Although the lines may seem at first tenuous, Malraux keeps to his stated purpose of probing his life experiences for what they adduce about the human condition, and he steadfastly refuses to delve into the merely personal as most memoirs do. He omits childhood memories and references to marriages (he had three), family tragedies (his two teenage sons were killed in an automobile accident), and love affairs (most notably with Louise de Vilmorin). In avoiding the personal, Malraux is true to his belief that, since the advent of psychoanalysis, the essence of individual identity has too often been thought of as a heap of petty personal secrets. Instead, Malraux claims in a more existential vein, attention must be paid to an individual’s actions. Hence, much of Malraux’s book is concerned with men whose actions have made a difference to a significant cross section of humanity: General de Gaulle, Nehru, and Mao.
In depicting these figures, Malraux provides not only dramatized portraits of their historical significance but also personalized views regarding their achievements (which he analyzes and upon which he speculates). For example, Mao’s version of the Mao-Malraux interview (published in Chinese) is a comparatively brief, dry, factual record. Malraux’s version is vivified and deepened by an interior unspoken commentary, by descriptions of the facial expressions of the interlocutors, by recollections of past incidents in Mao’s life that tease out the implications and resonances in some of his remarks. Such techniques of narration are more commonly to be found in the novelist’s repertoire than in the historian’s. Indeed, using his novelist’s expertise, Malraux enlivens his subject by presenting telling details. For example, he describes Nehru amid his furniture: “Two enormous...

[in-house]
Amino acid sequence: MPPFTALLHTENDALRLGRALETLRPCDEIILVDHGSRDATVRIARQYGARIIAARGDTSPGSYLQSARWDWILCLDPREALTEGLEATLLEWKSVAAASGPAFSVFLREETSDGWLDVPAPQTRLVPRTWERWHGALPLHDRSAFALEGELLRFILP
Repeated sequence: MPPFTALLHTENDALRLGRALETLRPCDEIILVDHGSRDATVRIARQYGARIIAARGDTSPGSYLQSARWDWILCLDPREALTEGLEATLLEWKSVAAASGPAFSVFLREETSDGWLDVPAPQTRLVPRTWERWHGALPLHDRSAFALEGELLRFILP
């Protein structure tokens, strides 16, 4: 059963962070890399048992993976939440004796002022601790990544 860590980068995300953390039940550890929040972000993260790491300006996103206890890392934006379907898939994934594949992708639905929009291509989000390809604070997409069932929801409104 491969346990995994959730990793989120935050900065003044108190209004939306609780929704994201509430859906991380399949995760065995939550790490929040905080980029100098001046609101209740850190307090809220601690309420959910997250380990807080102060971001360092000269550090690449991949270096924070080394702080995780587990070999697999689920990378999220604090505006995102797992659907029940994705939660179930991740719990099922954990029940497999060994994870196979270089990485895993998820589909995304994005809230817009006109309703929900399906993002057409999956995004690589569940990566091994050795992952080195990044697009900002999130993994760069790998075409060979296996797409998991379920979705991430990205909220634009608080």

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The publication of Anti-Memoirs was eagerly awaited in French literary circles and became arguably the prime literary event of the decade of the 1960’s in France. The book was widely reviewed (more than four hundred times) and largely acclaimed in France and throughout the world; indeed, its English translation rights commanded an unusually high price for a book of its kind.
Much of the keen interest aroused by Anti-Memoirs derived from the stature of its author and subject, André Malraux. Rumor had it that he was the eminence grise behind de Gaulle. Clearly, Malraux was an influential intellectual, a man of significant action, and a literary genius. André Gide considered him the most intelligent man in France, the young Jean-Paul Sartre regarded him as an exemplar of existentialism, and the Nobel laureate Albert Camus thought that Malraux was more deserving of the prize than he. Malraux and Lawrence of Arabia were often mentioned in the same breath. Readers therefore turned to Anti-Memoirs to learn more of this multifaceted genius. Some expected it to resolve speculations about Malraux’s involvement in Chinese politics during the 1920’s and about Malraux’s turn from the politics of the Left to those of the Right, a change that had much exercised the imagination and indignation of some French intellectuals. Yet others hoped for some delicious morsels from Malraux’s private life, possibly in refutation of the 1963 memoir of Clara Malraux, his divorced first wife.
Malraux’s book certainly disappointed some of these expectations, especially the hopes for disclosures like those of André Gide’s or Charles Augustin Sainte-Beuve’s autobiographies. Malraux chose to be more metaphysical than personal, focusing as he did on the teleological question whether human existence has meaning and purpose. Malraux also confounded some readers by testing the conventions of the autobiographical genre with his inclusions of fiction in purportedly factual prose.
Anti-Memoirs certainly sheds light on Malraux’s attitudes and values regarding art, death, nature, greatness in men, the fundamental in life, human dignity and human abjectness. Throughout, his confidence in the mystery of the human experience is insistently symbolized in the archetypal “return to the earth.” Upon this mystery Malraux builds his humanistic faith. The intrusion of merely personal matters into concerns of such profundity could only serve to trivialize them—and, true to its author’s intent, Anti-Memoirs does not trifle.